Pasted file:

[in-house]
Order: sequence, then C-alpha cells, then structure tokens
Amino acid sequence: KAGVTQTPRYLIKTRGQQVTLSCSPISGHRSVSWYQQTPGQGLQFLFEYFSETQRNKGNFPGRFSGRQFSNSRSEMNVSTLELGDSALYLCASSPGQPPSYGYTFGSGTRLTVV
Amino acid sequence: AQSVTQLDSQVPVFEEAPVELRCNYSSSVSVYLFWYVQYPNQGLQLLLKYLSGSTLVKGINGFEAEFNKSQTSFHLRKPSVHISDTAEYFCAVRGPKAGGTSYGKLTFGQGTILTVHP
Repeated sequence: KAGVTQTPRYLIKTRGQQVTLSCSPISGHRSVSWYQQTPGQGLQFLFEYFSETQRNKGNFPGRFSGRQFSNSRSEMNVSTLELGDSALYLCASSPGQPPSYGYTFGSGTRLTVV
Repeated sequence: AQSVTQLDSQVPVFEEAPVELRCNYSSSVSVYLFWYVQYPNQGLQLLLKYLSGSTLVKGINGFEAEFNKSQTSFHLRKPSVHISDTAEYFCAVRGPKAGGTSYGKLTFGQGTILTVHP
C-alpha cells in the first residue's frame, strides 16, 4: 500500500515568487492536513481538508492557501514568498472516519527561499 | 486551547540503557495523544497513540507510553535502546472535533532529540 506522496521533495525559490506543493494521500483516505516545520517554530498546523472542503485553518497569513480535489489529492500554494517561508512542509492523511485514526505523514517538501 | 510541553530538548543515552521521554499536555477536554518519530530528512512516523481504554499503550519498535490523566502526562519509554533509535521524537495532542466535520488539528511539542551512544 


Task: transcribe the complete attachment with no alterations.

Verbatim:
[in-house]
Order: sequence, then C-alpha cells, then structure tokens
Amino acid sequence: KAGVTQTPRYLIKTRGQQVTLSCSPISGHRSVSWYQQTPGQGLQFLFEYFSETQRNKGNFPGRFSGRQFSNSRSEMNVSTLELGDSALYLCASSPGQPPSYGYTFGSGTRLTVV
Amino acid sequence: AQSVTQLDSQVPVFEEAPVELRCNYSSSVSVYLFWYVQYPNQGLQLLLKYLSGSTLVKGINGFEAEFNKSQTSFHLRKPSVHISDTAEYFCAVRGPKAGGTSYGKLTFGQGTILTVHP
Repeated sequence: KAGVTQTPRYLIKTRGQQVTLSCSPISGHRSVSWYQQTPGQGLQFLFEYFSETQRNKGNFPGRFSGRQFSNSRSEMNVSTLELGDSALYLCASSPGQPPSYGYTFGSGTRLTVV
Repeated sequence: AQSVTQLDSQVPVFEEAPVELRCNYSSSVSVYLFWYVQYPNQGLQLLLKYLSGSTLVKGINGFEAEFNKSQTSFHLRKPSVHISDTAEYFCAVRGPKAGGTSYGKLTFGQGTILTVHP
C-alpha cells in the first residue's frame, strides 16, 4: 500500500515568487492536513481538508492557501514568498472516519527561499 | 486551547540503557495523544497513540507510553535502546472535533532529540 506522496521533495525559490506543493494521500483516505516545520517554530498546523472542503485553518497569513480535489489529492500554494517561508512542509492523511485514526505523514517538501 | 510541553530538548543515552521521554499536555477536554518519530530528512512516523481504554499503550519498535490523566502526562519509554533509535521524537495532542466535520488539528511539542551512544 